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Cold-Weather Hiking and Backpacking Safety Tips

Hitting the woods or mountains this winter is a fine way to ward off cabin fever. Cold-weather hiking and backpacking eliminates some of the hassles of summer trips like mosquitoes and muggy tents. But it brings other considerations to the forefront, like keeping warm. These tips cover the basics for safely satisfying your winter wanderlust.

Get an early start

Whether you’re embarking from home, a cabin or a campsite, be sure to start your trip as early as possible if you have a long hike, according to Snowshoe Magazine. Traversing snowy or icy terrain takes longer, and winter days are shorter. You’re better off starting out pre-dawn, knowing that the day will get lighter as you progress. Finishing in the dark is risky, especially if you get delayed.

Avoid hypothermia

Hypothermia is a life-threatening condition in which your body loses heat faster than it can replace it, and your core temperature becomes dangerously low, OSHA explains. Your best defense against hypothermia is knowing what layers to wear and how to manage them throughout your adventure. For your core, you should opt for three layers: a base layer, an insulating layer and a waterproof shell.

You can always adjust if you get warm, and you should. Moisture is not your friend in cold weather, so shed top layers before you’re sweating. Avoid anything made of cotton, which will trap perspiration against your body. Look for wicking fabrics instead. Cover up with your shell in rain, sleet or snow, even if you’re not feeling chilled. Don’t forget options for your head and hands, too. Change into a dry base layer as soon as you reach camp. Backpacker magazine recommends stuffing damp gear into the bottom of your sleeping bag so that your body heat warms it by morning to wear again.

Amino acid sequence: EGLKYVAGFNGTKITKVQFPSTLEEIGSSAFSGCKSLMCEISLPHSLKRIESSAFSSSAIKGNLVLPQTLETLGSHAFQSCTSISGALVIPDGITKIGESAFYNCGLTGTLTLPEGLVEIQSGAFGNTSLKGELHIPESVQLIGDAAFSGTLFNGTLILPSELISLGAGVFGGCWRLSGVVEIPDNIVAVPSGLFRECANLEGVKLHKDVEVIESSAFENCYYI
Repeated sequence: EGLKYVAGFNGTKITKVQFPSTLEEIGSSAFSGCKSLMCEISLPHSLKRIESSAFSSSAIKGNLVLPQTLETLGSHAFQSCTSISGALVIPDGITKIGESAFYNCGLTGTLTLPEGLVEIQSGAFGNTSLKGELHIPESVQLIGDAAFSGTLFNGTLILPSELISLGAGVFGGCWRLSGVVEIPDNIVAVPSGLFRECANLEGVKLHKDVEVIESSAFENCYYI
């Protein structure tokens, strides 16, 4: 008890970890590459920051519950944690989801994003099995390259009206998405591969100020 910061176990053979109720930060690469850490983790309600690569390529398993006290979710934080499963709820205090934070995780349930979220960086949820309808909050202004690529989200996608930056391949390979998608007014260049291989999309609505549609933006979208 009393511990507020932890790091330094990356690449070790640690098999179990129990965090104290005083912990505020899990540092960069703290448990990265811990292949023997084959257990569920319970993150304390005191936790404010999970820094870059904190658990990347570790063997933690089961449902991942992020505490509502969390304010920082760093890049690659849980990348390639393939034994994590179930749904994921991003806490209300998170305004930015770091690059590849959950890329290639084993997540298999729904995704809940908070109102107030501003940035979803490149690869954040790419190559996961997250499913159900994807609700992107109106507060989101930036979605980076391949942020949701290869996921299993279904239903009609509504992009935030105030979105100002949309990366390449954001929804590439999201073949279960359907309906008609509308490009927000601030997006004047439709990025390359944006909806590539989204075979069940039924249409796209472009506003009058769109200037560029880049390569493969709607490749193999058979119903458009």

Stay hydrated

You’ll naturally reach for fluids during a hot and humid summer hike, but you may need to remind yourself to keep sipping when you’re stomping through the snow. Cold air is often dry air, and it may speed up the dehydration process without you’re realizing it, according to the American Hiking Society. If you’re dehydrated, your blood volume drops, increasing your risk of hypothermia. A smart course of action is to carry a warm beverage in an insulated container. A soup broth is a good option to boost electrolytes. Avoid caffeinated drinks, which act as a diuretic. Keep water in an insulated container, too, to prevent freezing.

Eat often

Snack frequently on your journey to rev energy. Pack items you can nosh while moving, and keep them easily accessible. A summer hike might be a great time for lounging lunchtime at a beautiful overlook, but stopping for any length during a winter trek, except at camp, could bring on a chill.

Start out simple

If you’re new to winter hiking, try a short day trip of just a few miles on your first time out to get a feel for your unique needs. You can build on your adventures and work your way up to an overnight once you’ve done your research and tried your gear.